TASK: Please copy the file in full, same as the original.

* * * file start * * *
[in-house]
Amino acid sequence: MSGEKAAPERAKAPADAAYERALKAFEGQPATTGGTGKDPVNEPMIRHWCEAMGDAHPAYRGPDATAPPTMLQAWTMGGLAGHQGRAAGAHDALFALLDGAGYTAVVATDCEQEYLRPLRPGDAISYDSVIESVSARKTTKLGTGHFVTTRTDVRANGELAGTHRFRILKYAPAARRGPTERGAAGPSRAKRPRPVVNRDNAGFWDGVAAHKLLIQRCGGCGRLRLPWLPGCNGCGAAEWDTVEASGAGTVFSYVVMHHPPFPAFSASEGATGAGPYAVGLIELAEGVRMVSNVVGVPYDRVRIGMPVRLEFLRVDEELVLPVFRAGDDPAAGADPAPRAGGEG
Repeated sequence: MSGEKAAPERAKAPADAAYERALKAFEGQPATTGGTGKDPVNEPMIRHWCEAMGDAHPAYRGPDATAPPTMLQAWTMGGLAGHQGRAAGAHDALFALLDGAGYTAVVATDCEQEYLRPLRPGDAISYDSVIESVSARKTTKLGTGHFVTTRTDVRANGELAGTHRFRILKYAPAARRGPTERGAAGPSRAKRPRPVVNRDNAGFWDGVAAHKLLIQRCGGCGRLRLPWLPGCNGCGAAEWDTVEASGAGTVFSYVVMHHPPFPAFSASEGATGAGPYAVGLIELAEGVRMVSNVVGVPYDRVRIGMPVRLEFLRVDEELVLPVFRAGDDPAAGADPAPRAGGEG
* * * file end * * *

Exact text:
[in-house]
Amino acid sequence: MSGEKAAPERAKAPADAAYERALKAFEGQPATTGGTGKDPVNEPMIRHWCEAMGDAHPAYRGPDATAPPTMLQAWTMGGLAGHQGRAAGAHDALFALLDGAGYTAVVATDCEQEYLRPLRPGDAISYDSVIESVSARKTTKLGTGHFVTTRTDVRANGELAGTHRFRILKYAPAARRGPTERGAAGPSRAKRPRPVVNRDNAGFWDGVAAHKLLIQRCGGCGRLRLPWLPGCNGCGAAEWDTVEASGAGTVFSYVVMHHPPFPAFSASEGATGAGPYAVGLIELAEGVRMVSNVVGVPYDRVRIGMPVRLEFLRVDEELVLPVFRAGDDPAAGADPAPRAGGEG
Repeated sequence: MSGEKAAPERAKAPADAAYERALKAFEGQPATTGGTGKDPVNEPMIRHWCEAMGDAHPAYRGPDATAPPTMLQAWTMGGLAGHQGRAAGAHDALFALLDGAGYTAVVATDCEQEYLRPLRPGDAISYDSVIESVSARKTTKLGTGHFVTTRTDVRANGELAGTHRFRILKYAPAARRGPTERGAAGPSRAKRPRPVVNRDNAGFWDGVAAHKLLIQRCGGCGRLRLPWLPGCNGCGAAEWDTVEASGAGTVFSYVVMHHPPFPAFSASEGATGAGPYAVGLIELAEGVRMVSNVVGVPYDRVRIGMPVRLEFLRVDEELVLPVFRAGDDPAAGADPAPRAGGEG